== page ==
What is Fog Computing?

The term “Fog Computing” was introduced by the Cisco Systems (see extended Cisco blog)  as solutions to ease wireless data transfer to distributed devices over the Internet of Things (IoT) network. Cisco defines Fog Computing as a paradigm that extends Cloud computing and services to the edge of the network. Similar to Cloud, Fog provides data, compute, storage, and application services to end-users.

The distinguishing fog characteristics

The distinguishing Fog characteristics are its proximity to end-users, its support of dense geographical distribution, and its support for mobility., Fog reduces service latency, and improves QoS, supporting emerging Internet of Everything (IoE) applications that demand real-time/predictable latency (industrial automation, transportation, networks of sensors and actuators) with the service hosted at the network edge or even end devices such as set-top-boxes or access points directly connected ‘on top’ of the end device.

Fogging allows for many things to happen.

It can pre-analyze data, send it to the end device, it can help react in real time and can minimize data volumes being sent to the backend (the cloud). It can be the gateway provider of new software services (updates) and acts as a more effective and efficient controller for runtime behavior. It is getting closer to the final device to allow for the speed of data to flow. It can improve scalability, improve the security of encrypted data and reduce exposure to hostile elements.

At a recent #BCW17 conference, hosted by Bosch, who we have discussed in previous posts, have a partnership with CISCO. At this conference the Bosch CEO, Dr. Volkmar Denner, added more insight into the emerging work they are doing on managing these Industrial Protocols where fogging increasingly plays a part. “On a more practical level, the product performance management protocol, or PPMP, is being tried out at the Bosch plant in Homburg, Germany, as part of a joint Industrie 4.0 and IIC testbed”

Bosch itself developed the PPMP, which is available to all at no cost. It allows small and medium-sized enterprises to transmit data from their sensors quickly, simply, and securely to the production systems of large companies. As Dr Denner said: “This helps remove some of the obstacles preventing entry into connected manufacturing. This first practical experience will be used to further refine the new protocol – work which will be done by Eclipse, an open-source community. Once again, we see that openness is our life blood.”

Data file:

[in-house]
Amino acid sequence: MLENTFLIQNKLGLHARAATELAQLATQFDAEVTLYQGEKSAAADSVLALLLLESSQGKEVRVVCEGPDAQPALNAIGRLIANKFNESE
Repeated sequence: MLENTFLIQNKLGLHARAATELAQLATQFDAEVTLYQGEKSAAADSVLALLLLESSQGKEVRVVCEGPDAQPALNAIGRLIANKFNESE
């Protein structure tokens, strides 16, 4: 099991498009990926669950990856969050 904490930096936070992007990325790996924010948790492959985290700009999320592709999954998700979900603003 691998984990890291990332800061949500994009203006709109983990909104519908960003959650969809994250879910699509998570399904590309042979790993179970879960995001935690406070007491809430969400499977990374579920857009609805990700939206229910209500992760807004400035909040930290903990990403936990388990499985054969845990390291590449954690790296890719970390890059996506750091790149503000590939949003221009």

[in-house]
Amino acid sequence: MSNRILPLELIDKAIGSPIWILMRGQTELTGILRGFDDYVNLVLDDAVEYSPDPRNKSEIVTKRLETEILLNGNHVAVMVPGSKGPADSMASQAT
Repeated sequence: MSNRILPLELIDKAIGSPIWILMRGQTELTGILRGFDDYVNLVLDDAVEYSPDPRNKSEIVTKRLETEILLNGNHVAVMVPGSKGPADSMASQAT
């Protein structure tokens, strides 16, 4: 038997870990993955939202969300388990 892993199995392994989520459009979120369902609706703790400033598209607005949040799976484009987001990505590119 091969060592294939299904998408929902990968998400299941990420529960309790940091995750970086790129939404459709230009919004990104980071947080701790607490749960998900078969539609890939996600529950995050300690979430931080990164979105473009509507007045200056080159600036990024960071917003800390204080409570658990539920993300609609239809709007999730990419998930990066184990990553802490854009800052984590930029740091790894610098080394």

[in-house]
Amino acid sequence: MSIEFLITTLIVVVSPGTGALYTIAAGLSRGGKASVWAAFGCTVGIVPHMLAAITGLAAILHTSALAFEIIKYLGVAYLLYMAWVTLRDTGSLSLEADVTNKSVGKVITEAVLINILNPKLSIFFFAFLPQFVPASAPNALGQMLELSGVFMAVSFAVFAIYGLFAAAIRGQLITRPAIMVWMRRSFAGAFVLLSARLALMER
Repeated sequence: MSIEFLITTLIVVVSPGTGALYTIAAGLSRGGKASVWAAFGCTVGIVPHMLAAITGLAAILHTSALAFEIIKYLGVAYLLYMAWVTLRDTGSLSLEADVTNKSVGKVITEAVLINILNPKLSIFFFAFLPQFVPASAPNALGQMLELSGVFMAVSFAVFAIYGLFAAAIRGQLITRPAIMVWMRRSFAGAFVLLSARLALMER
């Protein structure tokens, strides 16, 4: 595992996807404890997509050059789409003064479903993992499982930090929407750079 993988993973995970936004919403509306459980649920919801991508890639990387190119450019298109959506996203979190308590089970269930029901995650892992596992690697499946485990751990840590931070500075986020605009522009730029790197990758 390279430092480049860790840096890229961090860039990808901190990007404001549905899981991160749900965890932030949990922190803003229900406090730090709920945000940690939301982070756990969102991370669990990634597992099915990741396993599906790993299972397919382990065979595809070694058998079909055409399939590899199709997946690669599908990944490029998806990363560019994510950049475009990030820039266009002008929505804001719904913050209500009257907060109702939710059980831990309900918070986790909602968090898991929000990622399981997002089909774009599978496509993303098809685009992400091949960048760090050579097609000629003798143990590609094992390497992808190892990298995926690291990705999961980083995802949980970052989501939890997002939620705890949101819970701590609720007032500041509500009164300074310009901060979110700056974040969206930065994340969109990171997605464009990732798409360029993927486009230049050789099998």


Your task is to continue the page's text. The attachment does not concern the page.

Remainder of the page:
I am just wondering what we all determine by openness?

Openness in a flow of data closed in our necessary choice of the gateway provider. It will be critical on who and what we choose. The gateway device will determine the ability to quickly communicate and can you imagine, you are in a connected car requiring ‘rapid data’ then this finding knowledge, determining the actions you or the car take is judged in milliseconds. The ‘controller’ is absolutely key, those that ‘own’ this, control the flow of you, your car, your mobile, your data and the reactions we all increasingly need of “real-time”and that is far more valuable as a place to be than sitting in the cloud, waiting for ‘interesting’ data.

Wherever you look, there are battles brewing, between platform providers and software solution providers competing to draw in the necessary ecosystem of collaborators to achieve scale but more importantly the ability to control the data source. As we decide where we invest, what platforms or ecosystems to join, we do need to consider the “lock-in” effect or the robustness in the connections that feed the cloud or the final device. The gateway provider becomes key in our connecting world where we are increasingly reliant on the combination od instant, updated and real-time to be immediately available.

It will become crucial to getting this absolutely right for manufacturing that increasingly relies on sending and receiving relevant data as well as the connected car, train or even plane absolutely needing essential data to perform a given, possibly immediate action. Let alone connected health devices, public services or any mobility device. The data we learn offers new value creation and emerging new business opportunities and models.